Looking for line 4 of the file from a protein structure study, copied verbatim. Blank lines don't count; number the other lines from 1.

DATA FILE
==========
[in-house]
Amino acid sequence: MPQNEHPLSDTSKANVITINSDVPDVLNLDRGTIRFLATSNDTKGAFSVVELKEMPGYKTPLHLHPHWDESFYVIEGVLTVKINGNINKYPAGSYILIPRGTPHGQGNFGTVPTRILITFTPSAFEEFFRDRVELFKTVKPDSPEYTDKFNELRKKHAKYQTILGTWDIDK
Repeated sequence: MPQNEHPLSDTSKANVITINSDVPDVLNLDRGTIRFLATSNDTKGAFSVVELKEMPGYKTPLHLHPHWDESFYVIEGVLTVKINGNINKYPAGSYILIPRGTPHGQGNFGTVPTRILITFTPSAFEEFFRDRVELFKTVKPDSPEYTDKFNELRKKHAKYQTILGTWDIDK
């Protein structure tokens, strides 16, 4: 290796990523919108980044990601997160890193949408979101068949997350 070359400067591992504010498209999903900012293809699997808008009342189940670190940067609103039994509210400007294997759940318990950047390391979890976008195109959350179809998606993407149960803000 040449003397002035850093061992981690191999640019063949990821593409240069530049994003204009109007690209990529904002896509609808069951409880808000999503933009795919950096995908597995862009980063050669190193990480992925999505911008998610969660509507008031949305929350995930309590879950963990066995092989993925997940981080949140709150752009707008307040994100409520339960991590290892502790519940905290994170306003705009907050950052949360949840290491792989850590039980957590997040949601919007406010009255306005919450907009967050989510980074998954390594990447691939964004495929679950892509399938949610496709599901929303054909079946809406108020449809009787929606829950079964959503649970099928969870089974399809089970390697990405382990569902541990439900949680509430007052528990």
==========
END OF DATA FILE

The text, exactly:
């Protein structure tokens, strides 16, 4: 290796990523919108980044990601997160890193949408979101068949997350 070359400067591992504010498209999903900012293809699997808008009342189940670190940067609103039994509210400007294997759940318990950047390391979890976008195109959350179809998606993407149960803000 040449003397002035850093061992981690191999640019063949990821593409240069530049994003204009109007690209990529904002896509609808069951409880808000999503933009795919950096995908597995862009980063050669190193990480992925999505911008998610969660509507008031949305929350995930309590879950963990066995092989993925997940981080949140709150752009707008307040994100409520339960991590290892502790519940905290994170306003705009907050950052949360949840290491792989850590039980957590997040949601919007406010009255306005919450907009967050989510980074998954390594990447691939964004495929679950892509399938949610496709599901929303054909079946809406108020449809009787929606829950079964959503649970099928969870089974399809089970390697990405382990569902541990439900949680509430007052528990």